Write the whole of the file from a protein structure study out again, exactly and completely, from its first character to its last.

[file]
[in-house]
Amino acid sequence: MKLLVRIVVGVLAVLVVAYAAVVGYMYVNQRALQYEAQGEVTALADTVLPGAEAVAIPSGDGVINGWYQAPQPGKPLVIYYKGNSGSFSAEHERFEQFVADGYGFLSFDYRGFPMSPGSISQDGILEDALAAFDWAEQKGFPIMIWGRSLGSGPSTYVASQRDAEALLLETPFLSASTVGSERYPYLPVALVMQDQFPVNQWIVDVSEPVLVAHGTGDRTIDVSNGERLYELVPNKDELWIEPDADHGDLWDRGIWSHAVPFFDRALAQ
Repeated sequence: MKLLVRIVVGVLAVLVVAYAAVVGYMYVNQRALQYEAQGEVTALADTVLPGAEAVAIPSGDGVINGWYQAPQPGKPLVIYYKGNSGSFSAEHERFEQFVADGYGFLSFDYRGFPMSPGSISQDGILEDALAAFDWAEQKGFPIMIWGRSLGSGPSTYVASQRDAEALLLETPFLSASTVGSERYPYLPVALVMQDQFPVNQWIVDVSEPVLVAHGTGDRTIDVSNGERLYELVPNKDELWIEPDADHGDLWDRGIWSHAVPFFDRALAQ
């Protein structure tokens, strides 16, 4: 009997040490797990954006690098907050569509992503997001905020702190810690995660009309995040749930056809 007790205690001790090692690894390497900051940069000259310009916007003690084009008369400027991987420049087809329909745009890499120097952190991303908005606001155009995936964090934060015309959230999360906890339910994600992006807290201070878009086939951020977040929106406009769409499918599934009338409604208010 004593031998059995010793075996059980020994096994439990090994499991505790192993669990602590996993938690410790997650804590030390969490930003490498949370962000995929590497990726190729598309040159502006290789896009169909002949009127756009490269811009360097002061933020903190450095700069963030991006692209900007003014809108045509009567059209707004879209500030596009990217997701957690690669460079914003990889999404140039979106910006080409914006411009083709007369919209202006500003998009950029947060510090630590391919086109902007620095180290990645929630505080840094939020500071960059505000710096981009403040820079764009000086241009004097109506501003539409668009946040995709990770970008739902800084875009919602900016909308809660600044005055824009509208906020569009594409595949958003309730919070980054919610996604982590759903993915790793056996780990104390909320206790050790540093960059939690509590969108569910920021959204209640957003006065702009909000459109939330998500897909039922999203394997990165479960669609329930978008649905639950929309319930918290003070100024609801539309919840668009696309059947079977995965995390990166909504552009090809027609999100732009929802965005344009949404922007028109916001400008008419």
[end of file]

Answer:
[in-house]
Amino acid sequence: MKLLVRIVVGVLAVLVVAYAAVVGYMYVNQRALQYEAQGEVTALADTVLPGAEAVAIPSGDGVINGWYQAPQPGKPLVIYYKGNSGSFSAEHERFEQFVADGYGFLSFDYRGFPMSPGSISQDGILEDALAAFDWAEQKGFPIMIWGRSLGSGPSTYVASQRDAEALLLETPFLSASTVGSERYPYLPVALVMQDQFPVNQWIVDVSEPVLVAHGTGDRTIDVSNGERLYELVPNKDELWIEPDADHGDLWDRGIWSHAVPFFDRALAQ
Repeated sequence: MKLLVRIVVGVLAVLVVAYAAVVGYMYVNQRALQYEAQGEVTALADTVLPGAEAVAIPSGDGVINGWYQAPQPGKPLVIYYKGNSGSFSAEHERFEQFVADGYGFLSFDYRGFPMSPGSISQDGILEDALAAFDWAEQKGFPIMIWGRSLGSGPSTYVASQRDAEALLLETPFLSASTVGSERYPYLPVALVMQDQFPVNQWIVDVSEPVLVAHGTGDRTIDVSNGERLYELVPNKDELWIEPDADHGDLWDRGIWSHAVPFFDRALAQ
């Protein structure tokens, strides 16, 4: 009997040490797990954006690098907050569509992503997001905020702190810690995660009309995040749930056809 007790205690001790090692690894390497900051940069000259310009916007003690084009008369400027991987420049087809329909745009890499120097952190991303908005606001155009995936964090934060015309959230999360906890339910994600992006807290201070878009086939951020977040929106406009769409499918599934009338409604208010 004593031998059995010793075996059980020994096994439990090994499991505790192993669990602590996993938690410790997650804590030390969490930003490498949370962000995929590497990726190729598309040159502006290789896009169909002949009127756009490269811009360097002061933020903190450095700069963030991006692209900007003014809108045509009567059209707004879209500030596009990217997701957690690669460079914003990889999404140039979106910006080409914006411009083709007369919209202006500003998009950029947060510090630590391919086109902007620095180290990645929630505080840094939020500071960059505000710096981009403040820079764009000086241009004097109506501003539409668009946040995709990770970008739902800084875009919602900016909308809660600044005055824009509208906020569009594409595949958003309730919070980054919610996604982590759903993915790793056996780990104390909320206790050790540093960059939690509590969108569910920021959204209640957003006065702009909000459109939330998500897909039922999203394997990165479960669609329930978008649905639950929309319930918290003070100024609801539309919840668009696309059947079977995965995390990166909504552009090809027609999100732009929802965005344009949404922007028109916001400008008419």